BROWNSVILLE — For the fifth time in two months, a cougar has been trapped and killed on a sheep ranch east of town.
Cathy Stepp raises ewes on Courtney Creek Drive about 5 miles south of Highway 228, where the flat grasslands of the mid-valley give way to hillsides covered with large Douglas firs.
She has lost four of her 75 ewes to cougars since late May.
The latest cat — which measured 6-feet, 8-inches from tail to nose — was killed Sunday afternoon by county trapper Jim Schacht, after Stepp and her son, Colton, 12, found another dead ewe.
“We were down there and Colton was spraying thistles when we found it,” Stepp said. “The ewes were all looking over across the creek into the woods. That’s where the trapper found it, so he must have been watching us while we were there.
“It’s scary. I was born and raised here. It has gotten to the point that I won’t let Colton out of my sight,” Stepp said. “I’m a single mom with a small herd and we depend on this income. There’s such a small profit margin anyway. People who live in town just don’t realize what’s really going on out here.”
Stepp said continued pressure to decrease funding for the county trapper troubles her.
“We definitely need a trapper, especially if the state isn’t going to let people use dogs when hunting cougars,” Stepp said. “I definitely support changing that law.”
Schacht said when he started trapping 30 years ago, there were few cougar-human interactions.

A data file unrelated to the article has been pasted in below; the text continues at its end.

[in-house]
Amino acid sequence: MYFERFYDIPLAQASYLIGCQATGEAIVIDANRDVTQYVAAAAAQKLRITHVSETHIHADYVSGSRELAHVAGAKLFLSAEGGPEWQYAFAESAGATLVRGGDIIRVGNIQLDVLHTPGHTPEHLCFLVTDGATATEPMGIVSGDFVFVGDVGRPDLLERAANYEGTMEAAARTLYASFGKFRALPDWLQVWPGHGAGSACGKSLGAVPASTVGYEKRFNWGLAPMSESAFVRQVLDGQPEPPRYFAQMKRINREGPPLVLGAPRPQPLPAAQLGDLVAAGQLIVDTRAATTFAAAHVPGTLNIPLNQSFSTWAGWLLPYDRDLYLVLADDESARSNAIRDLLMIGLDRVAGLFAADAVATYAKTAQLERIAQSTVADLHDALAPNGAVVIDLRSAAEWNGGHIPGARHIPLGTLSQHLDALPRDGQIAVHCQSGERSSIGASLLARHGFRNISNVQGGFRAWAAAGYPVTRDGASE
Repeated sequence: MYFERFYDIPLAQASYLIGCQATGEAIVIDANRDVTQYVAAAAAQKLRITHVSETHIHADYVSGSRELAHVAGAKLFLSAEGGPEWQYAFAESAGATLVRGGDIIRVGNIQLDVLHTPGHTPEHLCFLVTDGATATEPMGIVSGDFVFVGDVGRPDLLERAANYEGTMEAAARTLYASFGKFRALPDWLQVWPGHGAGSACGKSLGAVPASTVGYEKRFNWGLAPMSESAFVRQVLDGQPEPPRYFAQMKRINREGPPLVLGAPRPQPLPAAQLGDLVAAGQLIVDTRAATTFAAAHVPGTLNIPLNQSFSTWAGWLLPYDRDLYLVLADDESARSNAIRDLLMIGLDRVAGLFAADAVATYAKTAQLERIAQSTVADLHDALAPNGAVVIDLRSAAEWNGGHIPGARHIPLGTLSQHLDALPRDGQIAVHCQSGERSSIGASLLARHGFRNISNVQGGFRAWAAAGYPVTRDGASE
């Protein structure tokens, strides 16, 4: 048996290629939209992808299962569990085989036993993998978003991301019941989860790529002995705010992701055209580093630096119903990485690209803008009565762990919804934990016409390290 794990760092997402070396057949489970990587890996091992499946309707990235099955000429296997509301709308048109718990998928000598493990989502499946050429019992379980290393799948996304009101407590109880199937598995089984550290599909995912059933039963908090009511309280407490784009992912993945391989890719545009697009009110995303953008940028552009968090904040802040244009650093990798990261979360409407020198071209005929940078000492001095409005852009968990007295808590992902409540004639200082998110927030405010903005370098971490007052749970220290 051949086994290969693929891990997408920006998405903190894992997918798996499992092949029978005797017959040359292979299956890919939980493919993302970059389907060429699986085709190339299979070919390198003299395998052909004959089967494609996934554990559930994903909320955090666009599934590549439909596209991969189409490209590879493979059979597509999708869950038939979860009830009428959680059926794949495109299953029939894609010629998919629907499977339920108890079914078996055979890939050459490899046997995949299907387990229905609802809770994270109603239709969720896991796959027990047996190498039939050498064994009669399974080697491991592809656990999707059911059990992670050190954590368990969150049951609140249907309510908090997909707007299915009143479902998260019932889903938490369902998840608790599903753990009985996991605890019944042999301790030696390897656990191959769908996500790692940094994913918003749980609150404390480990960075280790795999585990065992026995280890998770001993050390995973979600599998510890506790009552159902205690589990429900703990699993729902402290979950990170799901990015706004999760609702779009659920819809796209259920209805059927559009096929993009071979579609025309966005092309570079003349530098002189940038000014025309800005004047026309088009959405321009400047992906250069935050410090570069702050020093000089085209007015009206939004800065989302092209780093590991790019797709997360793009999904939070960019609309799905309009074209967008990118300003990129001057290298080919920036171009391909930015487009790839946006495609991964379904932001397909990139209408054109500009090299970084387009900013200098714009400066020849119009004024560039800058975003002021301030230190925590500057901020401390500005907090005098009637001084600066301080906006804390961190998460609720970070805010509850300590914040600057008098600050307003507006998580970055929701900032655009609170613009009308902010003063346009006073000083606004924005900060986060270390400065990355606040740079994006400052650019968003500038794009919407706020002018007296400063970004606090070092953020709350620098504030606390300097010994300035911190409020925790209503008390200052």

“Now, I get from 10 to 13 cougar calls per month,” Schacht said. “I worked seven days last week, all of them in Linn County. It has definitely picked up.”
Schacht believes that because hunters can no longer use dogs to pursue them, the cougars have “lost their fear of humans.”
“Usually, a cougar has a range of about 100 square miles and they don’t like to share their area with other cougars,” Schacht said. “Now, they are more concentrated. I think many of these cougars are sub-adults, the 2-year-olds that have been kicked out to make room for new cubs.”
Schacht said his son, Landon, is the trapper in Benton and Polk counties.
“He’s probably getting six to eight calls a month,” Schacht said. “He recently had an incident in Polk County where the cougar dragged its kill into a guy’s barn and covered it with straw. That’s really unusual.”
So far, cougars have concentrated on killing sheep, goats and some domestic cats, Schacht said.